The allegation of being “un-African” continues to be used in multiple ways by political leaders to delimit African identities under the guise of decolonisation.
In news reports on President Zuma’s latest allegation against dog ownership and their treatment by black people, are a number of bizarre, and relatively normative, ideas of humans and other animals, and their relationship to each other in the new South Africa; a space that is in need of decolonisation.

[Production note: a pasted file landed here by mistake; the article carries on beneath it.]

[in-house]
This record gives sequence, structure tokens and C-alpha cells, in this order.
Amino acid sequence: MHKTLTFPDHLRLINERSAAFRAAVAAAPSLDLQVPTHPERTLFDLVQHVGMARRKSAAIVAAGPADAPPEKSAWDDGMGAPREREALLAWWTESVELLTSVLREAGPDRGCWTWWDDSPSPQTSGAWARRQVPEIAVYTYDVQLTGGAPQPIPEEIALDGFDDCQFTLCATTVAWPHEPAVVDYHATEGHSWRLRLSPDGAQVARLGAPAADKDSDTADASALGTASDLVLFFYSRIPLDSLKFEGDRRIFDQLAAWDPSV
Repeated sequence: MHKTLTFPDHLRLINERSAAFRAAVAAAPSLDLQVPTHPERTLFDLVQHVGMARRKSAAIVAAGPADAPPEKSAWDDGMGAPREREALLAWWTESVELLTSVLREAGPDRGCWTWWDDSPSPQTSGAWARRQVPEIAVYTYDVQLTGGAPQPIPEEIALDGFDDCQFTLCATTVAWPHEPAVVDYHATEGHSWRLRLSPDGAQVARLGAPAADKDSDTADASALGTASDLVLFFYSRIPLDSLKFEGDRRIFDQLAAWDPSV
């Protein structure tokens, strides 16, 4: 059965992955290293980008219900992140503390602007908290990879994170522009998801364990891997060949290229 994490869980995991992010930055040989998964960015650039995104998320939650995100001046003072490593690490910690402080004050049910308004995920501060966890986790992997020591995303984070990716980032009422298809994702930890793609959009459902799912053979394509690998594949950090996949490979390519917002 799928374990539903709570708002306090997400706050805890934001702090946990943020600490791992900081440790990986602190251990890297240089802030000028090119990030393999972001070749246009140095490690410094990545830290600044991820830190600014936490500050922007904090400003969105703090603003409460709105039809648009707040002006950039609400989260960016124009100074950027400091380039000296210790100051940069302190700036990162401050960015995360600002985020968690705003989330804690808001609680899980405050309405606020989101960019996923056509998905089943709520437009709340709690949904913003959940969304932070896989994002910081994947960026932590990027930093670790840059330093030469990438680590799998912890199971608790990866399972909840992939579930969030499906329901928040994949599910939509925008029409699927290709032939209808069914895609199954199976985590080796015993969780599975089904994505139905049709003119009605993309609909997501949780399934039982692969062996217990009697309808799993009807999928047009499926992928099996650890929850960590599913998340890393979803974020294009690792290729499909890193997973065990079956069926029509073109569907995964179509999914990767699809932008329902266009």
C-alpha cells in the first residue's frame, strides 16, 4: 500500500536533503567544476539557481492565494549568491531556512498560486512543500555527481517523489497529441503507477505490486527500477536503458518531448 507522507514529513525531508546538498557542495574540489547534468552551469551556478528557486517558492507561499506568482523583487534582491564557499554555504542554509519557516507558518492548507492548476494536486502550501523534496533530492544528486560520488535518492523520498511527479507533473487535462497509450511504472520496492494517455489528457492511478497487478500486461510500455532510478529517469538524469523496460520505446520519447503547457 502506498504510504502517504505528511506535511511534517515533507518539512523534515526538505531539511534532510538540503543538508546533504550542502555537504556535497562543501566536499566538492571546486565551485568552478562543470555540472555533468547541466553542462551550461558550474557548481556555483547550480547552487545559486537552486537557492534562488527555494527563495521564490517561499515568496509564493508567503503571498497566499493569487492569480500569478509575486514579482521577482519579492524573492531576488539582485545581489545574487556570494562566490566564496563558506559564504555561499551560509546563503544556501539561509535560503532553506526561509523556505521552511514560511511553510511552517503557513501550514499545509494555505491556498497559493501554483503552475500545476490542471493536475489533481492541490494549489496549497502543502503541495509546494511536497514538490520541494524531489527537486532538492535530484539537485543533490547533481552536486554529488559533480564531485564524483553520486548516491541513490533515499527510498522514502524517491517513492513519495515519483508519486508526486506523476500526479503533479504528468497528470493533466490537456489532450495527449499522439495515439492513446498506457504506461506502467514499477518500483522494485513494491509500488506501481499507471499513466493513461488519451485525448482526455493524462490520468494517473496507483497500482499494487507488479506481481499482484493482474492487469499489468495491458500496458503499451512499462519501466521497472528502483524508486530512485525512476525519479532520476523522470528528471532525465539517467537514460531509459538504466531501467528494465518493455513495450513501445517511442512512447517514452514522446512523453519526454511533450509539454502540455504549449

The discourse that loving and taking care of other animals is “un-African”, a white phenomenon that black people are trying to emulate, has a long history in South Africa.
While much of this history has legitimacy (white South Africans who treat/ed their black domestic help as lesser subjects than their companion animals), this discourse has unfortunately, much to the detriment of the decolonising project, not really moved beyond Zuma’s latest remarks.
What does it mean to be treated “better than” or “less than”? And who gets to decide the marker from which “better” and “less” are decided?
Source: Mail & Guardian